Did you know the Humber River is one of only 38 designated Canadian Heritage River Systems in the country? This week campers will explore the history, heritage, and life of this river, the West branch of which runs through the Humber Arboretum. Special activities this week will include river netting and planting willow stakes. Senior campers will portage, build rafts, and test water quality; younger campers will hold duck races, cheer on raft races, and make great use of the brand new miniature river channel that was built by our nature interpreters.

This week campers will explore the importance of soil and how it relates to plants and biodiversity. We’ll look at compaction, erosion, and sedimentation. Themed activities will include seed planting, a greenhouse visit, beaver dam building, and natural paint brushes and mud painting. Soil testing for senior campers and soil exploration for junior campers will have everyone investigating the mysteries beneath their feet.

Wetlands are a vital and vibrant part of Ontario’s ecosystem. This week campers will learn how wetlands work and why they are especially important for migrating birds. Themed activities will include exploring the Humber Arboretum’s new constructed wetlands, pond dipping, planting aquatic flowers to help restore a wetland, and learning how natural materials can remove sediment from the water with a wetland in a bottle. Senior students will also compare water quality tests from a wetland and the river.

Food, shelter, warmth, and way-finding – this week is all about the basics of wilderness survival. Campers will go orienteering, using clues in nature to help determine direction, and be introduced to basic edible and medicinal plants. We’ll look at the importance of water for survival and learn tips such as how to build a below-ground water capture still. Campers will also build natural shelters and learn fire building techniques, along with fire safety.

Pollinators are key to our food supply, and affect our lives in many important ways. Campers will learn about different types of pollinators, their relationships with trees and plants, and why we need to protect native species of plants to help pollinators thrive. Activities will include a visit from the Humber Arboretum’s beekeepers, an up-close investigation of flowers using a viewing microscope, a visit to the greenhouse to compare tropical plants with native species, preparing a pollinator garden for fall plantings, planting a wildflower to take home, and building a solitary bee hotel.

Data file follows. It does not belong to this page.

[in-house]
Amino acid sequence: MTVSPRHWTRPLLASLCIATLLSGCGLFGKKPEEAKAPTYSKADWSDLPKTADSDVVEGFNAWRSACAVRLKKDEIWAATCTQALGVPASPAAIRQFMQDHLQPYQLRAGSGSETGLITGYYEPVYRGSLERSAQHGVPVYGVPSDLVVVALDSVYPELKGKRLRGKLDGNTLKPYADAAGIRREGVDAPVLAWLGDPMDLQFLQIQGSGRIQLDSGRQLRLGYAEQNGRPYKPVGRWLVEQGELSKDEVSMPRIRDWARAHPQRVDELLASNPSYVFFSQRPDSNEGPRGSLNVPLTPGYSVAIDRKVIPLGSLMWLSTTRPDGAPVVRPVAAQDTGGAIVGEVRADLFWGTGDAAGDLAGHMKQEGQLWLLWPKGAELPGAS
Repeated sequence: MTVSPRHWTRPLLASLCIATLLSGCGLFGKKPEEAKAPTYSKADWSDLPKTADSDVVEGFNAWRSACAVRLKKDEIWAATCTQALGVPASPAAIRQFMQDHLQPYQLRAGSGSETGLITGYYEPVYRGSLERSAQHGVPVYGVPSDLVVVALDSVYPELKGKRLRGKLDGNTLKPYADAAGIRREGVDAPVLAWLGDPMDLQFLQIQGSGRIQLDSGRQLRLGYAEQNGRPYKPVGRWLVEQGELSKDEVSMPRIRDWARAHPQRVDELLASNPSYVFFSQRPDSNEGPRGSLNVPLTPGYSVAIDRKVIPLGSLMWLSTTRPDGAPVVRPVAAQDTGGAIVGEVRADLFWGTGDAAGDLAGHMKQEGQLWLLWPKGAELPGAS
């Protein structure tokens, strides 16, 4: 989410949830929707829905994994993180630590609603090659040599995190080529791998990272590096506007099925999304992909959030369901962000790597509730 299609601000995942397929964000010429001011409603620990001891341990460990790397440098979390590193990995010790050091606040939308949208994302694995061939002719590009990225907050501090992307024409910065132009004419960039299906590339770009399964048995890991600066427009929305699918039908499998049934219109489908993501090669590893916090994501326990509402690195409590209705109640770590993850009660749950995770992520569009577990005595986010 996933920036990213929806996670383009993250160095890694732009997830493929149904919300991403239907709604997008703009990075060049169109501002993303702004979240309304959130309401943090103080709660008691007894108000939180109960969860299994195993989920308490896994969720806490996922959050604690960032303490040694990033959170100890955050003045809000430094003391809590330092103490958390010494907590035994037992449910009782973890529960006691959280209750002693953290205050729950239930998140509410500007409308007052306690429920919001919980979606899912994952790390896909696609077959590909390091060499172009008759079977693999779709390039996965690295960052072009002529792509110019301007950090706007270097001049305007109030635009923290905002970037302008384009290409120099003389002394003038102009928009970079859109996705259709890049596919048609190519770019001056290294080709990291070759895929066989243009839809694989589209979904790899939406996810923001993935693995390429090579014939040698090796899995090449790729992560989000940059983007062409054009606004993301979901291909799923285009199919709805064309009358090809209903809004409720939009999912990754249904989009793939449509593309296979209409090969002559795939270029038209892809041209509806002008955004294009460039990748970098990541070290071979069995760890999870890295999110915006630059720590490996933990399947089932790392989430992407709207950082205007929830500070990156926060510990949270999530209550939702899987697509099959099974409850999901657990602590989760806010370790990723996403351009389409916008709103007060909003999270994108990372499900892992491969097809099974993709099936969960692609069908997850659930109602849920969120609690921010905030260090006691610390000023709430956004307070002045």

(Please note, this is a four-day camp as we are closed on the Monday for the Civic Holiday.)

This week is full of active and educational nature games that encourage teamwork and fun competition. Campers will be divided into different Animal Countries so they can face off and cheer each other on in duck races or raft races, scavenger hunts, a recycling relay, water bucket relays, and the Amazing Waste Race. They’ll play leaf matching games, build a beaver dam and a wetland in a bottle, compete in a seed ball toss, try to construct a case that will allow their egg to survive the egg drop challenge, and much more. Join us this week and find out which Animal Country you’ll be playing for. Will it be Ant Arctica? Owlstralia? Or maybe Beavaria!

What was life like for early European settlers who came to Canada and lived alongside First Nations people? Campers will learn about the wilderness skills that were essential for surviving in the 1800’s, including fishing, hunting, farming, fence building, and bread making, and will play the same games settler children played to help them learn essential life skills. We’ll look at what kinds of plants the settlers brought with them and how they were used, and we’ll get hands-on experience with shelter building, water collecting, and making cordage (rope and string) out of natural materials.

Time to explore every ecosystem the Humber Arboretum has to offer! Wetlands, forests, meadows, shrub lands, ponds, and rivers are all home to many different types of plants and animals. Starting at the soil and working our way up, campers will explore the hidden and remote areas of the Arboretum to investigate flowers, seeds, cones, and insects, look for animal tracks and signs, and listen to and try to identify different bird calls. We’ll be engaging the senses, encouraging a sense of adventure, and exploring nature the way kids used to back when you didn’t go home until the streetlights turned on.